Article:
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Propaganda by the deed

Kenyon Zimmer

Subject History » Political History
Legal and Political » Political Philosophy

Period 1000 - 1999 » 1800-1899

Key-Topics political theory, revolution, terrorism, violence

DOI: 10.1111/b.9781405184649.2009.01221.x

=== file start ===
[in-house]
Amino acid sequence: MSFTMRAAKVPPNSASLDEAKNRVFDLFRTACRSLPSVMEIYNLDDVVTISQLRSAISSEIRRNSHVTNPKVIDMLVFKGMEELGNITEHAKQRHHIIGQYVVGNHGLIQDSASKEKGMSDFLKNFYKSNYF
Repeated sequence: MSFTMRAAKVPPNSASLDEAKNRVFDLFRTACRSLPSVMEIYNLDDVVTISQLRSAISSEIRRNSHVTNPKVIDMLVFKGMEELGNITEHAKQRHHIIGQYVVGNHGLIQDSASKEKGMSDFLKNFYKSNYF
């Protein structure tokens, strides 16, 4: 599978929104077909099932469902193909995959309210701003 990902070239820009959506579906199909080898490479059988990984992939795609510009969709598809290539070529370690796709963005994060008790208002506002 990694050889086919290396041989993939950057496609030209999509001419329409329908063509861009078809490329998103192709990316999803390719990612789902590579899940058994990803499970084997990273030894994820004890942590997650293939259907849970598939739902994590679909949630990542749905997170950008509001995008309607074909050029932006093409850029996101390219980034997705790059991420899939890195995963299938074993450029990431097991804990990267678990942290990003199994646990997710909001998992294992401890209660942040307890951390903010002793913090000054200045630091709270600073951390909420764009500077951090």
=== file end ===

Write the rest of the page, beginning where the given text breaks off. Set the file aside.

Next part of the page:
First used in the 1870s to describe rural insurrections organized by Italian anarchists, in the 1880s and 1890s the term “propaganda by the deed” became linked to individual acts of assassination and terrorism. Though originally meant to precipitate revolution, these acts of revolt instead soon came to be understood as a means of publicizing their ideals and “awakening” the masses. Numerous historians link the rise of propaganda by the deed to the disintegration of anarchist organizations, increasing isolation from working-class movements, state persecution, and the growth of parliamentary socialism in this period. It was also closely related to the simultaneous emergence of anarchocommunism, alongside which it was endorsed by prominent anarchists like Errico Malatesta and Peter Kropotkin, and both doctrines were officially adopted at the International Anarchist Conference in London in 1881. That same year Russian populists assassinated Tsar Alexander II, an act that helped inspire a wave of anarchist violence that shook Europe and the Americas over the following decades. Anarchists carried out bombings in Germany, France, Spain, Italy, and elsewhere, at times devolving into cycles of retribution between anarchists and the authorities. The victims of anarchist assassins, meanwhile, included French President Sadi Carnot (1894), Spanish Prime Minister Cánovas Del Castillo (1897), ... log in or subscribe to read full text

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